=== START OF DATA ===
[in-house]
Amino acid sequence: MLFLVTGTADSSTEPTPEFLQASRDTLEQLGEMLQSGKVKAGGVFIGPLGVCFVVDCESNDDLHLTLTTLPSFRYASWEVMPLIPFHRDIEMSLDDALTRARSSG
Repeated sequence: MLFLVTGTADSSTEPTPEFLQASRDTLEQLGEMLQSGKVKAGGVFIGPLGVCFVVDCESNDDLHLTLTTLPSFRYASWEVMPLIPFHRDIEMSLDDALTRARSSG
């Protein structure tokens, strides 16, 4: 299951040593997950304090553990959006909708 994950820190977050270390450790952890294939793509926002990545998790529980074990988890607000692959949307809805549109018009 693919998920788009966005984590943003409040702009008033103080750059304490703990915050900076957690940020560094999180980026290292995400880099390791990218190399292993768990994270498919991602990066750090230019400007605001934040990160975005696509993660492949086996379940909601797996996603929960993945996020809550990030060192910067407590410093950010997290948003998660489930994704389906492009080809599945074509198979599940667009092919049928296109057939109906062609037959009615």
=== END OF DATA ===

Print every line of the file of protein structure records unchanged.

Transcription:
[in-house]
Amino acid sequence: MLFLVTGTADSSTEPTPEFLQASRDTLEQLGEMLQSGKVKAGGVFIGPLGVCFVVDCESNDDLHLTLTTLPSFRYASWEVMPLIPFHRDIEMSLDDALTRARSSG
Repeated sequence: MLFLVTGTADSSTEPTPEFLQASRDTLEQLGEMLQSGKVKAGGVFIGPLGVCFVVDCESNDDLHLTLTTLPSFRYASWEVMPLIPFHRDIEMSLDDALTRARSSG
């Protein structure tokens, strides 16, 4: 299951040593997950304090553990959006909708 994950820190977050270390450790952890294939793509926002990545998790529980074990988890607000692959949307809805549109018009 693919998920788009966005984590943003409040702009008033103080750059304490703990915050900076957690940020560094999180980026290292995400880099390791990218190399292993768990994270498919991602990066750090230019400007605001934040990160975005696509993660492949086996379940909601797996996603929960993945996020809550990030060192910067407590410093950010997290948003998660489930994704389906492009080809599945074509198979599940667009092919049928296109057939109906062609037959009615």